Last week, Lebanon’s Public Health caretaker minister, attended the World Health Assembly located in Geneva to ask for help with the country’s crumbling health care system, he said on Monday. Firas Abiad went to the assembly to get support from the region and the rest of the world. He said that helping Lebanon should be a top priority for the rest of the world. Due to the country’s continuing economic crisis, there aren’t enough medical supplies for the hospitals.
“The international community has a responsibility to help Lebanon and its health care system,” he said. “The fact that people around the world respect the Lebanese it is something to be proud of, but it’s not something novel for Lebanon.”
Mr. Abiad said that the most support for Lebanon came from meetings with regional allies that took place outside of the Geneva summit.
Since 2019, Lebanon has been in a deep economic crisis. This, including the Covid-19 pandemic, has made it hard for the nation’s health care services to do their jobs.
Since 2019, hospitals across the country have had power outages and electricity shortages because there hasn’t been enough diesel to fuel generators, which are used more and more.
Mr. Abiad said on Monday that he expected diesel for public hospitals to arrive from Qatar this week as a form of help from Qatar.
Meanwhile, hospital workers and doctors all over Lebanon went on strike for two days to protest the terrible state of the health sector.
But, notwithstanding the two days of pressure, the strike didn’t get much of a response from the government, members of the hospital unions in the troubled country told The National.
Since 2019, the value of the Lebanese pound has dropped by more than 90%, and inflation has gone through the roof. Because the country’s Central Bank is getting worse, it is still hard to get money for medicine, diesel, and electricity. This is a problem in all parts of Lebanon.
While this is going on, doctors, hospital staff, it and the public still can’t get most of their money from commercial banks. This is because the Central Bank has taken tough steps to stop its reserves from running out.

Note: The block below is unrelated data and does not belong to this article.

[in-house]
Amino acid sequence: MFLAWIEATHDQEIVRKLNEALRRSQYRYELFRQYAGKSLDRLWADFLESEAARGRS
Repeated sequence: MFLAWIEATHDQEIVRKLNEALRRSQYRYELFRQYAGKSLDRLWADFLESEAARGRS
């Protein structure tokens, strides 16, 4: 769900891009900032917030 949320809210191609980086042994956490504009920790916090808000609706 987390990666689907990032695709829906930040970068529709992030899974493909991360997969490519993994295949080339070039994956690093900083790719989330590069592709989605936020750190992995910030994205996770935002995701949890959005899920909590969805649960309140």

One administrator called the scenario “impossible” because hospitals couldn’t give patients the right care, doctors were having trouble getting their pay, and many patients couldn’t pay their hospital bills.
On Saturday, a group of hospital owners called on several ministers to talk to the Central Bank as well as the Association of Banks to help hospitals get the money they need to buy important medical supplies and pay their employees.
In a comment, the conglomerate said that commercial banks were “essentially holding funds hostage” at the request of the Central Bank.
The statement said, “This chokes hospitals and stops their work.”
Hospitals have said that if they can’t get money, they may have to close as well as charge patients in cash, which Ms. Matar says isn’t a good solution.
“The problem is that if we want to accept money from the patients, they can only take out a certain amount.”
The United Nations says that about 80% of Lebanon’s people now live below the poverty line. Matar said, “Their means to pay is limited” because of this. Ms. Matar said that even though the hospital strike has been going on for a few days, no one in charge has said anything about it.
“We used to be able to make ourselves heard by going on strike.”It would lead to some kind of answer,” she said. “But, however loud you yell, it’s like you’re yelling into nothing. There’s no answer.”